LOS ANGELES (CN) — The Ninth Circuit ruled that a former Safari Club International board member cannot use First Amendment protections to defeat claims that his YouTube video of another hunting club member violated his privacy.
Safari Club and Joan Whipple sued Dr. Lawrence Rudolph in 2013 for secretly videoing a five-hour meeting with the hunting club’s late president John Whipple at an Orange County restaurant. They claimed the recording violated California eavesdropping laws and invaded privacy.
But the Ninth Circuit on Wednesday affirmed U.S. District Judge James Selna’s rejection of Rudolph’s motion to strike plaintiffs’ three claims on free speech grounds. The third claim was negligence.
“On appeal, Rudolph seeks to line up the perfect shot, arguing all three claims must fail because there can be no objectively reasonable expectation of confidentiality in a conversation that occurs in a public place. Rudolph’s marksmanship, apparently on target in the tundra, here is wide of the mark,” U.S. District Judge Richard Seeborg, sitting by designation, wrote for the unanimous panel.
Defendant-appellant Rudolph met Whipple after he had sued Safari Club International and its board members in Pennsylvania, claiming he had been forced out of the group after being falsely accused of submitting bogus invoices and having an extramarital affair with an Atlanta woman.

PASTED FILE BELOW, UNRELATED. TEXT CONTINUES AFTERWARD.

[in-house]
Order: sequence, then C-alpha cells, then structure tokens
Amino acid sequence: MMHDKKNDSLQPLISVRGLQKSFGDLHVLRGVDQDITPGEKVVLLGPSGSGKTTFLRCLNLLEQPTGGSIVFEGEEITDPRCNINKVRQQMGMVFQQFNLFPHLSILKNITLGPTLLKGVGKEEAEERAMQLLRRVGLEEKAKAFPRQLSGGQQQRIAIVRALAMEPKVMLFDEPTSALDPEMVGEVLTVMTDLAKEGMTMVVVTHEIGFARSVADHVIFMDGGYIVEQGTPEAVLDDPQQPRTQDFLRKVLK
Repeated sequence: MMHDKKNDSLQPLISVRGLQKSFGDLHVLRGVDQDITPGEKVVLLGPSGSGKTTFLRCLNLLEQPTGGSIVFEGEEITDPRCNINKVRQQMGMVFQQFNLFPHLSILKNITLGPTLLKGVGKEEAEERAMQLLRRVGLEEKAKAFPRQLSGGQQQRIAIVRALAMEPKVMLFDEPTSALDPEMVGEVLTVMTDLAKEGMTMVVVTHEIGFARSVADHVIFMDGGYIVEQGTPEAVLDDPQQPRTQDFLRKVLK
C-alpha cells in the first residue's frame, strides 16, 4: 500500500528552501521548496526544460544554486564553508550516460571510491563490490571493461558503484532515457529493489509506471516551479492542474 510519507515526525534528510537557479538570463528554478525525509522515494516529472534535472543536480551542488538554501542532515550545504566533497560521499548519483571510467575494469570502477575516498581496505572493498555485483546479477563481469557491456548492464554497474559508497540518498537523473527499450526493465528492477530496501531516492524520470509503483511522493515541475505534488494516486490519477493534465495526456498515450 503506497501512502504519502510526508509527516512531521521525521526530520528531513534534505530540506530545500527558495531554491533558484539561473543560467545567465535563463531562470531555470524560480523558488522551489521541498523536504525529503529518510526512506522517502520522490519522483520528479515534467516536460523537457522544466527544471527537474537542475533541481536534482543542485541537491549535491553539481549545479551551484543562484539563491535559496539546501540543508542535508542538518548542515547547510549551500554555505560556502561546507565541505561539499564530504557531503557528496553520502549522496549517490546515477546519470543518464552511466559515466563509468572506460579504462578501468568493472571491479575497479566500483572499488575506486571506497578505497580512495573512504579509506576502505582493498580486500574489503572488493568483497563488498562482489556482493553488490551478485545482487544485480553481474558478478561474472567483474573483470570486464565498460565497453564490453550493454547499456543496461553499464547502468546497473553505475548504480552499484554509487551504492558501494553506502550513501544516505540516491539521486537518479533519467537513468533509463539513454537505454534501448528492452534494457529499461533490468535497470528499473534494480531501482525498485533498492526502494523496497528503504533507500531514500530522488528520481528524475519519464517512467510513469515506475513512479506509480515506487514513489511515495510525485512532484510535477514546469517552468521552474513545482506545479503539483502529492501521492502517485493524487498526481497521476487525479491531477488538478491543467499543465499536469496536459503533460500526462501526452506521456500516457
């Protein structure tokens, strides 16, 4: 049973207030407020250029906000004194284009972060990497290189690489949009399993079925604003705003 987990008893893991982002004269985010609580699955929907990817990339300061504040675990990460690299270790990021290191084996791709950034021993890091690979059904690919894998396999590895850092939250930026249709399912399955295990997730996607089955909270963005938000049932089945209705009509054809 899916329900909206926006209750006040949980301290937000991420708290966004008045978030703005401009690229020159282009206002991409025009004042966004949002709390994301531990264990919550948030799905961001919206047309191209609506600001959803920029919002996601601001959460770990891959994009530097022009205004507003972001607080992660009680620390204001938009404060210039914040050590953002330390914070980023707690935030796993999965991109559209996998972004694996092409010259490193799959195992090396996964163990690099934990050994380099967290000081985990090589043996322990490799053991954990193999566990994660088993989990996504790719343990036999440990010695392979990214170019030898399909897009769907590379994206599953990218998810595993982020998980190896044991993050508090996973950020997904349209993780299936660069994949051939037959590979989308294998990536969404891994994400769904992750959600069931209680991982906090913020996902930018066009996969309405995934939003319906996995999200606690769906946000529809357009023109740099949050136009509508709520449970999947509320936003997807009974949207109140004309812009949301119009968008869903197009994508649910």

In the video, Rudolph discussed the claims made against him by the Safari Club board and apparently found an advocate in Whipple. Rudolph posted the video on YouTube, claiming that Whipple’s comments vindicated him, and showed that the board’s claims were false.
Seeborg found that Rudolph’s recording was in the public interest as it related to the inner workings of Safari Club, a hunting and wildlife organization with 50,000 members. For that reason, Rudolph could claim that his speech was protected under California’s Anti-SLAPP law.
But though Rudolph leaped that first legal hurdle, Seeborg said the Safari Club had showed it could prevail if the case went to a jury.
Whipple had a reasonable expectation of privacy when he sat down at the table with Rudolph, Seeborg wrote. By luring Whipple to the meeting beneath a veneer of friendship, Rudolph’s conduct was offensive enough to defeat his protections under the Anti-SLAPP law.
“Though the question is close, we think plaintiffs’ proffered evidence, taken as whole, could support a reasonable jury finding that Rudolph’s actions constituted a ‘highly offensive’ intrusion into Whipple’s privacy,” Seeborg wrote.
Ninth Circuit Judges Johnnie Rawlinson and Carlos Bea joined Seeborg’s opinion.